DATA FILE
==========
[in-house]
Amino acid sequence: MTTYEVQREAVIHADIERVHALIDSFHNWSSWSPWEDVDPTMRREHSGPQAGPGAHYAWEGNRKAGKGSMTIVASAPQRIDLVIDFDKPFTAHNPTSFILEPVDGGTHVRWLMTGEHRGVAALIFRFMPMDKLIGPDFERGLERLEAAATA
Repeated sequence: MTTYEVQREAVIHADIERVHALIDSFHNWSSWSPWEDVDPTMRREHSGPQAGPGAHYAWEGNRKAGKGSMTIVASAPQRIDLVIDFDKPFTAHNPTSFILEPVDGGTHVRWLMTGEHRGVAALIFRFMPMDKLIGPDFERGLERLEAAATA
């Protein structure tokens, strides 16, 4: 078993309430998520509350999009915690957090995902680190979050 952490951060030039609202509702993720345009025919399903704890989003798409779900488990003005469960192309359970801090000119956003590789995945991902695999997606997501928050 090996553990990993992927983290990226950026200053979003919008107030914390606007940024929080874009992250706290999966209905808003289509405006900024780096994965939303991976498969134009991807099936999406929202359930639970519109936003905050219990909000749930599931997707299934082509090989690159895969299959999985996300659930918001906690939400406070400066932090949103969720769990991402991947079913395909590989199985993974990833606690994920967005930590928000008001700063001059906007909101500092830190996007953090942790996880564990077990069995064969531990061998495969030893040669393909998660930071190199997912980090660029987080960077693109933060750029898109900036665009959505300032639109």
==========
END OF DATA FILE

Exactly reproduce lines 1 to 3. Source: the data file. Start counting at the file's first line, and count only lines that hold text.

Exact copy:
[in-house]
Amino acid sequence: MTTYEVQREAVIHADIERVHALIDSFHNWSSWSPWEDVDPTMRREHSGPQAGPGAHYAWEGNRKAGKGSMTIVASAPQRIDLVIDFDKPFTAHNPTSFILEPVDGGTHVRWLMTGEHRGVAALIFRFMPMDKLIGPDFERGLERLEAAATA
Repeated sequence: MTTYEVQREAVIHADIERVHALIDSFHNWSSWSPWEDVDPTMRREHSGPQAGPGAHYAWEGNRKAGKGSMTIVASAPQRIDLVIDFDKPFTAHNPTSFILEPVDGGTHVRWLMTGEHRGVAALIFRFMPMDKLIGPDFERGLERLEAAATA